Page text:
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Strategic, Business, & Facility Planning

Planning is important…and it can also be fun. A successful plan can be a unifying drumbeat for an organization.

Plans can have a long-term or a short-term focus. They can encompass all of the organization or focus on a specific area. The two essential ingredients for a plan? Commitment from participants and time to have the conversations necessary to develop a good plan.

How It Works

We can design the planning process, conduct interviews and research, facilitate the development of the plan and even write the plan. Planning processes can be brief—3-5 meetings—or can take 6 months or more.

We will recommend an approach to planning based on your organization’s needs and history and availability for planning meetings. Here are summaries of two types of plans:

What is in a business plan?

  • Mission and vision
  • Strategy/case statement
  • Board role
  • Plan for operations, staffing, and facilities
  • Multi-year budget
  • Funding plan

What is in a strategic plan?

A full-fledged strategic plan will address all of the areas below. If you do not have the time and resources to complete a full plan we have several methods that will get you some of the benefits of  strategic planning at a lower cost and time commitment.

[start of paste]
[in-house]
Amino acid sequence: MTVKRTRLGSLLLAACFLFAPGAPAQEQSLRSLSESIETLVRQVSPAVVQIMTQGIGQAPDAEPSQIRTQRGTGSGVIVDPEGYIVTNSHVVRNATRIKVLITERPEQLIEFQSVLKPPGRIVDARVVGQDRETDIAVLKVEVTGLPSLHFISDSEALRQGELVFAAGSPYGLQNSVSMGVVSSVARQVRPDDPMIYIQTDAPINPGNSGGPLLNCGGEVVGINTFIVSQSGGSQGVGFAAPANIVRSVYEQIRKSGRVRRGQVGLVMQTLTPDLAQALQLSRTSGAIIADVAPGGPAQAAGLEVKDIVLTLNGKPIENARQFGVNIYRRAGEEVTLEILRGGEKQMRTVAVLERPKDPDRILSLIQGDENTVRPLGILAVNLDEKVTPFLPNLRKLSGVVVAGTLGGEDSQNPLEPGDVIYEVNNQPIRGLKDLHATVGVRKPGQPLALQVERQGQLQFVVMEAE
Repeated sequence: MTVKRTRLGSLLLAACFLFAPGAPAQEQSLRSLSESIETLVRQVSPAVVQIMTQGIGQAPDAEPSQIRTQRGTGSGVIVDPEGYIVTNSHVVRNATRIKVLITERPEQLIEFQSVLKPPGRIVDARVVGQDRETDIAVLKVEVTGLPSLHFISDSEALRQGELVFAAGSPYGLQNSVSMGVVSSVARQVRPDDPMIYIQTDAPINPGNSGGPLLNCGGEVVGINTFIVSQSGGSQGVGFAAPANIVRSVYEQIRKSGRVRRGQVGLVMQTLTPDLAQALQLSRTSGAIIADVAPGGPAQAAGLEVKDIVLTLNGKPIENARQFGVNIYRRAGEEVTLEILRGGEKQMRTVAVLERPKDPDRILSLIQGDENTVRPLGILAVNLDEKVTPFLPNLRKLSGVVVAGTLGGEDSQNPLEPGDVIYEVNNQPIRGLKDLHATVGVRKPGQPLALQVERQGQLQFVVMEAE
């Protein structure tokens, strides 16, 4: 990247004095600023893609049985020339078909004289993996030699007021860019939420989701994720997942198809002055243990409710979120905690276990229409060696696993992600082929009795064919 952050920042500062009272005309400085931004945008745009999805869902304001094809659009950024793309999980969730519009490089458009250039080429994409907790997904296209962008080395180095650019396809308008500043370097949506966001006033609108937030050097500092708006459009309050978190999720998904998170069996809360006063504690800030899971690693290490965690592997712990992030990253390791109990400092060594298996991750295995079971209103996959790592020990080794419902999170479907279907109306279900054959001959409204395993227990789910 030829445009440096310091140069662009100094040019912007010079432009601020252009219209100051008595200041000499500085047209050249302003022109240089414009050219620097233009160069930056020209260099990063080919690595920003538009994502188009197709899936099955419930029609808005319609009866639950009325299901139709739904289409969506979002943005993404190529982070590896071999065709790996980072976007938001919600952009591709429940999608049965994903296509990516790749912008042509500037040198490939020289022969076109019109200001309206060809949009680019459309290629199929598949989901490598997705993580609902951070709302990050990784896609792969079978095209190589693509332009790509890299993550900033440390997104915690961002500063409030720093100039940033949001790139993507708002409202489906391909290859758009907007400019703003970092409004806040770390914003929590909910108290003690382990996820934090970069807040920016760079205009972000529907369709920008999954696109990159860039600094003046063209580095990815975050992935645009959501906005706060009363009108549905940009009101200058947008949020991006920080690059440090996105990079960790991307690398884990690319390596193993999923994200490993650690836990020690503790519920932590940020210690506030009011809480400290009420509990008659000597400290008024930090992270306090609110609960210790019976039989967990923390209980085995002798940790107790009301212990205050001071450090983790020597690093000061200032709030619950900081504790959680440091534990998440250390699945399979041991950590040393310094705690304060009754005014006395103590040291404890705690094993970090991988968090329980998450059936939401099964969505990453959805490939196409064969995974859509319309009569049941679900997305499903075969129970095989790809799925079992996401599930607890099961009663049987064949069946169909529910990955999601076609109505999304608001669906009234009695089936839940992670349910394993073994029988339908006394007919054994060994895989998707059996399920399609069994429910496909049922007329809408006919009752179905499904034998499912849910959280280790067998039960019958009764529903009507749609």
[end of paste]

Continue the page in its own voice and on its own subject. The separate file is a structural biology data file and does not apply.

• Environmental scan or research into your field
  • Re-examined mission and/or vision
  • Organizational strategies that will guide day-to-day decisions
  • Prioritized goals
  • Objectives and activities for each goal
  • Multi-year budget
  • Funding plan
  • Stakeholder communications plan

For all plans, we recommend that you form a cross-functional team of five to eight that is empowered to make decisions on behalf of the organization. Discuss with your 501 Commons consultant how to involve your board.

Facility planning

We can help you clarify and document your space requirements and gather information helpful for architects or real estate brokers. If you need to solicit community input about a new facility or a major change in a facility, using our service corps members to engage the community can be a big help since they can bring a neutral voice to what is often a volatile situation.


Our consultants bring skill at managing planning and a fresh point of view to the process. They can guide the planning process so that the conversation is rich and constructive, and so that limited resources are put to the best possible use. They can also challenge your thinking about seemingly unsolvable problems and help you:

  • Find out what your stakeholders think of your organization and what they want in the future
  • Identify trends in your organization and in the environment that are important to factor into planning
  • Build a case for fundraising
  • Determine what partnerships and alliances you need to be successful
  • Align the way your staff and board see the future